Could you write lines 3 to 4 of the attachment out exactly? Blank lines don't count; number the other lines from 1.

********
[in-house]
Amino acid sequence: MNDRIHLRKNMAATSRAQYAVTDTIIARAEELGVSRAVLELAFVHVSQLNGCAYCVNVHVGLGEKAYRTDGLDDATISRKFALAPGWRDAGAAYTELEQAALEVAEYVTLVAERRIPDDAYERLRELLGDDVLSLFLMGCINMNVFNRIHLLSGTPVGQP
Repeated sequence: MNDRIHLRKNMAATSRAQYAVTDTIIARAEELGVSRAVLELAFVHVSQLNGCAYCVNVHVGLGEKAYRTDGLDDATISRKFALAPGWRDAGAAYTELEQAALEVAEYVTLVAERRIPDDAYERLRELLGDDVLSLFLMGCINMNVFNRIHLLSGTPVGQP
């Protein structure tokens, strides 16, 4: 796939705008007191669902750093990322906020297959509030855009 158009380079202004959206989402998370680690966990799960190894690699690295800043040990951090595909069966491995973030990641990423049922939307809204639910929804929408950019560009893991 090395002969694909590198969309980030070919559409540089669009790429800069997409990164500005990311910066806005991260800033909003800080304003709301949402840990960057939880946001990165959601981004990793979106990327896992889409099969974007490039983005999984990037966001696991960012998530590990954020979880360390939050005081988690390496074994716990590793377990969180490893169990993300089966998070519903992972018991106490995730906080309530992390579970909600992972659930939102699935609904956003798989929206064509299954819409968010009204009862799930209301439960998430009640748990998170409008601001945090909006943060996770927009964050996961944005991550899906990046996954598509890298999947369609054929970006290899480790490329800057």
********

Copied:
Repeated sequence: MNDRIHLRKNMAATSRAQYAVTDTIIARAEELGVSRAVLELAFVHVSQLNGCAYCVNVHVGLGEKAYRTDGLDDATISRKFALAPGWRDAGAAYTELEQAALEVAEYVTLVAERRIPDDAYERLRELLGDDVLSLFLMGCINMNVFNRIHLLSGTPVGQP
């Protein structure tokens, strides 16, 4: 796939705008007191669902750093990322906020297959509030855009 158009380079202004959206989402998370680690966990799960190894690699690295800043040990951090595909069966491995973030990641990423049922939307809204639910929804929408950019560009893991 090395002969694909590198969309980030070919559409540089669009790429800069997409990164500005990311910066806005991260800033909003800080304003709301949402840990960057939880946001990165959601981004990793979106990327896992889409099969974007490039983005999984990037966001696991960012998530590990954020979880360390939050005081988690390496074994716990590793377990969180490893169990993300089966998070519903992972018991106490995730906080309530992390579970909600992972659930939102699935609904956003798989929206064509299954819409968010009204009862799930209301439960998430009640748990998170409008601001945090909006943060996770927009964050996961944005991550899906990046996954598509890298999947369609054929970006290899480790490329800057």